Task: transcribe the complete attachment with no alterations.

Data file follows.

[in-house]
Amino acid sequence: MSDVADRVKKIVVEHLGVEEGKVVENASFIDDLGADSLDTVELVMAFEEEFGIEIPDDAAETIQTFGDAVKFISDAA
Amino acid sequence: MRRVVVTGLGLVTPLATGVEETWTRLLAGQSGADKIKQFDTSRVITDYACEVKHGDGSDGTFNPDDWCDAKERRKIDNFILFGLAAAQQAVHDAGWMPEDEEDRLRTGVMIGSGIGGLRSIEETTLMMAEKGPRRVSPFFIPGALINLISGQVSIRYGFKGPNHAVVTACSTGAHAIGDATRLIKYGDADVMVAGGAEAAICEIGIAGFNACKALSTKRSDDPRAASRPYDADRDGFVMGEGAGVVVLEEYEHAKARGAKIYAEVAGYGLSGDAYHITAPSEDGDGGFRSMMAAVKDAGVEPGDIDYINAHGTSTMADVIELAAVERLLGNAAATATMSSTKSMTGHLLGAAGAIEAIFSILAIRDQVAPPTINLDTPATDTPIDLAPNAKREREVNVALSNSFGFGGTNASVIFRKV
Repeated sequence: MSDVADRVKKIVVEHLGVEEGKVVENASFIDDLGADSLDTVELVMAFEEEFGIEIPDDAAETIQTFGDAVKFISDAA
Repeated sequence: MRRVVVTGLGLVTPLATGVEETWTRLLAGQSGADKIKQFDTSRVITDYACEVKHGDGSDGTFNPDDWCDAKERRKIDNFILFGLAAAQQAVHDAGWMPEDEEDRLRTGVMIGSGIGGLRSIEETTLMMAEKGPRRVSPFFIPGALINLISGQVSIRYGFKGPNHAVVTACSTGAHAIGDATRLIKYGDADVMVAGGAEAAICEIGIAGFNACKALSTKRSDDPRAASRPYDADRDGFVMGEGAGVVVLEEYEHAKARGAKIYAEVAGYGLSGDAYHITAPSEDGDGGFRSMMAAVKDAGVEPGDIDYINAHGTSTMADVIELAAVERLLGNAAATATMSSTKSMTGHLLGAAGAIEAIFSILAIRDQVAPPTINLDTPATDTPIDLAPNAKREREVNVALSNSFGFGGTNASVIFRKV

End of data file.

[in-house]
Amino acid sequence: MSDVADRVKKIVVEHLGVEEGKVVENASFIDDLGADSLDTVELVMAFEEEFGIEIPDDAAETIQTFGDAVKFISDAA
Amino acid sequence: MRRVVVTGLGLVTPLATGVEETWTRLLAGQSGADKIKQFDTSRVITDYACEVKHGDGSDGTFNPDDWCDAKERRKIDNFILFGLAAAQQAVHDAGWMPEDEEDRLRTGVMIGSGIGGLRSIEETTLMMAEKGPRRVSPFFIPGALINLISGQVSIRYGFKGPNHAVVTACSTGAHAIGDATRLIKYGDADVMVAGGAEAAICEIGIAGFNACKALSTKRSDDPRAASRPYDADRDGFVMGEGAGVVVLEEYEHAKARGAKIYAEVAGYGLSGDAYHITAPSEDGDGGFRSMMAAVKDAGVEPGDIDYINAHGTSTMADVIELAAVERLLGNAAATATMSSTKSMTGHLLGAAGAIEAIFSILAIRDQVAPPTINLDTPATDTPIDLAPNAKREREVNVALSNSFGFGGTNASVIFRKV
Repeated sequence: MSDVADRVKKIVVEHLGVEEGKVVENASFIDDLGADSLDTVELVMAFEEEFGIEIPDDAAETIQTFGDAVKFISDAA
Repeated sequence: MRRVVVTGLGLVTPLATGVEETWTRLLAGQSGADKIKQFDTSRVITDYACEVKHGDGSDGTFNPDDWCDAKERRKIDNFILFGLAAAQQAVHDAGWMPEDEEDRLRTGVMIGSGIGGLRSIEETTLMMAEKGPRRVSPFFIPGALINLISGQVSIRYGFKGPNHAVVTACSTGAHAIGDATRLIKYGDADVMVAGGAEAAICEIGIAGFNACKALSTKRSDDPRAASRPYDADRDGFVMGEGAGVVVLEEYEHAKARGAKIYAEVAGYGLSGDAYHITAPSEDGDGGFRSMMAAVKDAGVEPGDIDYINAHGTSTMADVIELAAVERLLGNAAATATMSSTKSMTGHLLGAAGAIEAIFSILAIRDQVAPPTINLDTPATDTPIDLAPNAKREREVNVALSNSFGFGGTNASVIFRKV